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4 Ways To Train Your Dog

4 Ways To Train Your Dog

Having a dog in one’s life is equivalent to having a toddler at home. While they will love you unconditionally, you’re definitely in for a ride. Mesmerized by their love and care and being astonished by their behavior towards you and your family isn’t uncommon. Dogs usually act the same way as toddlers do, and they can create a menace if they aren’t trained right.

I recall when I had my dog for the first time. Coming back from work, I was welcomed with a destroyed home and poop everywhere. I was so angry and frustrated, but then I saw this cute little face popping up beneath the couch. I spent the rest of the evening cleaning my house and finding YouTube channels on how to train my beautiful mongrel. However, many of those tips only worked for a short period, which lead me to invent some on my own. Eventually, if you have a dog, it becomes necessary to be creative.

1. Train Their Instincts

Dogs, when compared to other animals, have a higher sense of perception. They’re able to feel and sense the changes in their surroundings. It brings us back to their ancestors — being in the wild, they had to rely on their sense of perception and instinct in order to survive.

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However, at home they’re disorientated. In this environment, they’re far more tamed and they’re left in disarray. This eventually leads to your dog destroying your property. Hence, in order to avoid these incidents, you should train their instincts. Encourage their hunting instinct by allowing them to hike, to run around in nature, and to have a sense of freedom.

Allow your dog to embrace its natural instincts as well as feeling loved by you.

2. Food Time Is Time to Be Active

Have you always had the problem that your dog is either constantly seeing you as a food dispenser or is just plain lazy? Do you wonder how can you keep your dog constantly active and healthy? It’s great to have a dog that can run miles with you without getting tired, which makes it a necessity to improve its feeding methods.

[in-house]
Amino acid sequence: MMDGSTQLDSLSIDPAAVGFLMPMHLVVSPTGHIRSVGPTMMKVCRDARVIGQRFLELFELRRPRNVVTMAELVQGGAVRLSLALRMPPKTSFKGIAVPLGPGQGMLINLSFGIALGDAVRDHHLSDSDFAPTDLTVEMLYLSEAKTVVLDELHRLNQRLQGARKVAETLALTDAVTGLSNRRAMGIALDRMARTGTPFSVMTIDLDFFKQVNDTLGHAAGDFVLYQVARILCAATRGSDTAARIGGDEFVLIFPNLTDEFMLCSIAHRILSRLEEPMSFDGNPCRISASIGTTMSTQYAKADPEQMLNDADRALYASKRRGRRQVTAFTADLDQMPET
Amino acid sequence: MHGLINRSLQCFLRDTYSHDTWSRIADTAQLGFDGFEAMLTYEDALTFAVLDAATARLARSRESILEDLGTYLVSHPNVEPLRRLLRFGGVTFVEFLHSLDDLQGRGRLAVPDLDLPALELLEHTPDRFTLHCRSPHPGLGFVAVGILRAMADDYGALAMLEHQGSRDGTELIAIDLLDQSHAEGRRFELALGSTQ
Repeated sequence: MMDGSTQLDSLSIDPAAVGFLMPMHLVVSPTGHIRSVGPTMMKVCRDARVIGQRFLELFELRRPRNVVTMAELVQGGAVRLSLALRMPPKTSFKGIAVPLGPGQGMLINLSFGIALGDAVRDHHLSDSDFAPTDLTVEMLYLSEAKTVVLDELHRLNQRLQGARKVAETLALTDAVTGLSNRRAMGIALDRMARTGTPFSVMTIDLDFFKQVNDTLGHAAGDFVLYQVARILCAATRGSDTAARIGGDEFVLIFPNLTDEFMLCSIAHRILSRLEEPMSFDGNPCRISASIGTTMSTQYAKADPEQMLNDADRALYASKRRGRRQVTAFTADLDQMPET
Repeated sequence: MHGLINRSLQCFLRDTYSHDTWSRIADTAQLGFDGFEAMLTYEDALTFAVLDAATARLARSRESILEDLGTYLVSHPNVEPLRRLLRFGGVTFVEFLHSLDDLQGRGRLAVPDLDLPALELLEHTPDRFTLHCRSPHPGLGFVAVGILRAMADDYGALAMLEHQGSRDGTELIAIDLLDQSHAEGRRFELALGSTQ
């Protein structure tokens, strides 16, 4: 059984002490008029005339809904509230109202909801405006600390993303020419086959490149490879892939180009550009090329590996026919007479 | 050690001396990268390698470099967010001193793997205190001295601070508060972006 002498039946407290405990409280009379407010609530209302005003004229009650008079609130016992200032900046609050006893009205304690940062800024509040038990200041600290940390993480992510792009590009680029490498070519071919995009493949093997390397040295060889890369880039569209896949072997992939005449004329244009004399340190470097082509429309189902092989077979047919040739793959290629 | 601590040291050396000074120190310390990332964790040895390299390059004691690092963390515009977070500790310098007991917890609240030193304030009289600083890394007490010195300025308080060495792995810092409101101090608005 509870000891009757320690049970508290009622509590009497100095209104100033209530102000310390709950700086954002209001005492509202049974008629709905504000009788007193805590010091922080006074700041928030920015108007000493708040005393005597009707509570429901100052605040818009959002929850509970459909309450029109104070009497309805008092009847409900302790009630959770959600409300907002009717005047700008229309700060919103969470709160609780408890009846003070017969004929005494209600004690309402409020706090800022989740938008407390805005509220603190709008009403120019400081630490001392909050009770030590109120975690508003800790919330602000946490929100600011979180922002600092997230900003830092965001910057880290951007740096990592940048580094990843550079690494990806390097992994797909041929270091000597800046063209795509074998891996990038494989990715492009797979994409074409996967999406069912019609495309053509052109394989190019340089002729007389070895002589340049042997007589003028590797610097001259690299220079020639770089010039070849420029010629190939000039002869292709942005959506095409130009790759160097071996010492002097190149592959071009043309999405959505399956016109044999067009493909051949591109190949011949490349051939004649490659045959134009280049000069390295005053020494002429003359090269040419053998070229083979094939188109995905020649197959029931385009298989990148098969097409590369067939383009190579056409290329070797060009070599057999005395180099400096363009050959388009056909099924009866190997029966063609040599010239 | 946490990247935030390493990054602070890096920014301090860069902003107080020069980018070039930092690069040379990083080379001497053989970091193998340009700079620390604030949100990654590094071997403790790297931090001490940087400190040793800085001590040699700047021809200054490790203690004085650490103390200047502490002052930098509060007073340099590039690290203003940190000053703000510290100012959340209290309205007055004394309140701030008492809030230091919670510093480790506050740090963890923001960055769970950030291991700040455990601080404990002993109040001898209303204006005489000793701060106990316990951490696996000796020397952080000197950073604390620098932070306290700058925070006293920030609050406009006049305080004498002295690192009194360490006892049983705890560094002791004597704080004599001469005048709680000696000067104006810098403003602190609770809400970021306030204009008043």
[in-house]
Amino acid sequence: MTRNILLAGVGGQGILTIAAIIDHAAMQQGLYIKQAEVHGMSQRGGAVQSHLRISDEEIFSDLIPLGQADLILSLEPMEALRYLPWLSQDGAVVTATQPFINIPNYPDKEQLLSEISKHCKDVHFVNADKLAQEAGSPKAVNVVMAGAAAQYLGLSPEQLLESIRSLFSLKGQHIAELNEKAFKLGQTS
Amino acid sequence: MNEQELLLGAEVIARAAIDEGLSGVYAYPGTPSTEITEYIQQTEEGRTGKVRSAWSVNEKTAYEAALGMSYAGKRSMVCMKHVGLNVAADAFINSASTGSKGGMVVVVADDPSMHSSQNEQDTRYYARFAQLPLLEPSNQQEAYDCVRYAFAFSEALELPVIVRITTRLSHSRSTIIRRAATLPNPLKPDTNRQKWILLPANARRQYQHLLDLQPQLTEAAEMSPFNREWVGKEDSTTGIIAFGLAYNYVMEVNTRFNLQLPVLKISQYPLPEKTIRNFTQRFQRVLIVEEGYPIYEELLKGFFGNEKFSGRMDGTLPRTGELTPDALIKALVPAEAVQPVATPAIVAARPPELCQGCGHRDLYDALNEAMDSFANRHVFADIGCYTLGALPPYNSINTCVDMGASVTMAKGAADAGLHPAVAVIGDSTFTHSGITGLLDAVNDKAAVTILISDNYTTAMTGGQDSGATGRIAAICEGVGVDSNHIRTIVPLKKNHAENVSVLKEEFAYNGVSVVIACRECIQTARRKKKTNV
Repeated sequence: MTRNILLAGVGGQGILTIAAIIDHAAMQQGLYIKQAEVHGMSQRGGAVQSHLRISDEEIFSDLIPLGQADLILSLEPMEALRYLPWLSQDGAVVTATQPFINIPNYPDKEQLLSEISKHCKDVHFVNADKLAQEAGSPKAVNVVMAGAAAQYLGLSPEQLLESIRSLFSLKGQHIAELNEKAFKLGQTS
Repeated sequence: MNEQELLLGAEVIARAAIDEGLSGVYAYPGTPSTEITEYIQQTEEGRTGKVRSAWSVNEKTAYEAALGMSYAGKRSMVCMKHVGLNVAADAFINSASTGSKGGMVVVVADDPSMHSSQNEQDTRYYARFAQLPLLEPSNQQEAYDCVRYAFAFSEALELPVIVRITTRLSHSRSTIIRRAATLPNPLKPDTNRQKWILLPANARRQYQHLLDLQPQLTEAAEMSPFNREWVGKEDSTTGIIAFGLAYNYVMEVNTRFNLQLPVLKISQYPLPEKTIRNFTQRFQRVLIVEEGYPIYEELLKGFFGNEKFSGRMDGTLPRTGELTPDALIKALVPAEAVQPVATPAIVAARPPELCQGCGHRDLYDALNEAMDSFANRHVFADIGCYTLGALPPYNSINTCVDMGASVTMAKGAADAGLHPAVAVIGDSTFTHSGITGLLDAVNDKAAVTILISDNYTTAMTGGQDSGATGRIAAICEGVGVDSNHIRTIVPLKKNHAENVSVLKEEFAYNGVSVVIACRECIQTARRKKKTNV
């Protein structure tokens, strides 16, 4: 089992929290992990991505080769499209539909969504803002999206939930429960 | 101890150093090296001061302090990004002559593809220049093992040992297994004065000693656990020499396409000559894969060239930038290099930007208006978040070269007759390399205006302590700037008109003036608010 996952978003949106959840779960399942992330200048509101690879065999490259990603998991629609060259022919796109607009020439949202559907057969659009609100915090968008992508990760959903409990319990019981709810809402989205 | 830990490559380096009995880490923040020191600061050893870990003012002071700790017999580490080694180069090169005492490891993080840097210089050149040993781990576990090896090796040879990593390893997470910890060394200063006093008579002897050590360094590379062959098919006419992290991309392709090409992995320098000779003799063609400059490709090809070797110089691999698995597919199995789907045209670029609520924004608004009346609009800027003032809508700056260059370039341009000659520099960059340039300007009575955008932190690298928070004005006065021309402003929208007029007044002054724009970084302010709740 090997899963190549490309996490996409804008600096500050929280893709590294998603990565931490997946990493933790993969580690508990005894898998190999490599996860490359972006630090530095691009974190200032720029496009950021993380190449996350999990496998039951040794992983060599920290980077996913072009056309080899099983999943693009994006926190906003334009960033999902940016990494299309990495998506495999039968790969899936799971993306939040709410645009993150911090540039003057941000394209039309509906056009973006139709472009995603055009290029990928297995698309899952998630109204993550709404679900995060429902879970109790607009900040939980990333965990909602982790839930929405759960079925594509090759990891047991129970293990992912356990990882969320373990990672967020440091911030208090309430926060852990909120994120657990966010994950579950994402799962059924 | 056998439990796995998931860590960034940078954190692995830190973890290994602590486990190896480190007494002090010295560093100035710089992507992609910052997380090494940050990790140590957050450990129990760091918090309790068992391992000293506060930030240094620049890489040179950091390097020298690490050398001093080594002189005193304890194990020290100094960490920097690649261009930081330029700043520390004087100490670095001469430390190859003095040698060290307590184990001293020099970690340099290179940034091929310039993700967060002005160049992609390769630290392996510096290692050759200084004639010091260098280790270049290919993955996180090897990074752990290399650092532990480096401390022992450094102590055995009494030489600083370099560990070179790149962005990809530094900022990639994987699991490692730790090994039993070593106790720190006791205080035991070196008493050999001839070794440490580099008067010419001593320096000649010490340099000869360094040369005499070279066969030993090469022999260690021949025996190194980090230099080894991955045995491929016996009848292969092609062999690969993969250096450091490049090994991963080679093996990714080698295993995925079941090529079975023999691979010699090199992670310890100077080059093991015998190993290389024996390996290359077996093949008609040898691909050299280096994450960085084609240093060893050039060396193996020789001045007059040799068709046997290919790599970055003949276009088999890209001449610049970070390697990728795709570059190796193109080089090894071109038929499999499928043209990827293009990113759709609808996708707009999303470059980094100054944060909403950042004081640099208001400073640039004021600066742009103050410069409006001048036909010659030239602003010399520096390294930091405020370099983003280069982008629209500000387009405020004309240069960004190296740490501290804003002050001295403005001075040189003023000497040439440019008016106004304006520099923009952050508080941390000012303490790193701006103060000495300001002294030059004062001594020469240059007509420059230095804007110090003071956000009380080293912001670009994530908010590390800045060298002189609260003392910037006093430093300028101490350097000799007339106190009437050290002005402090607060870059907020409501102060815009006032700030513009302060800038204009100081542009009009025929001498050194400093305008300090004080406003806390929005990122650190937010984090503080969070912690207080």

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One of the things I’ve learned is that instead of placing food in a bowl and letting your dog eat on its own, I practiced sectioning his food. I take a quarter of a small cup filled with dog food and accompany it with games and activities while feeding him. This way, I’m able to train him while having fun and keeping him healthy.

Food and fun should always go together.

3. Manners Come With Practice, Obedience Comes With Respect

Just like toddlers, dogs are sensitive to our behavior towards them. I’ve noticed that many people use the “Hinny” maneuver in training dogs. “Hinny” maneuvers mean the puppy or dog is smacked for doing something wrong. Oftentimes, this instills fear instead of respect — this wouldn’t be my favorite method.

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Instead, I believe that manners come with practice and obedience comes with respect. Instead of smacking him, I taught him how to not chew on couches and how to poop only in the garden through the use of treats. I keep special jerky in a jar and these are only given when he finally figures out his manners.

Eventually, respect for me as his man-friend creates the obedience needed. Violent enforcement isn’t necessary; a fun way of teaching will definitely keep your dog happy while teaching it some manners.

4. Walk Your Dog Out In Nature As Much As Possible

Dogs love keeping the active spirit alive; it gives them purpose and somehow instills in them the confidence to protect their owners. It allows them to explore, to increase their sense of judgment, and to experience different smells and tastes.

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Furthermore, this gives your dog the chance to trust you and bond with you. If your pet is new in your life, then it’s a great chance for you to be acquainted with your dog and train them to be your superhero.

When I got my dog, these nature walks helped him to become my lost and found savior. He has always been able to track down any trail back and forth, no matter where we are lost and in any dense forest.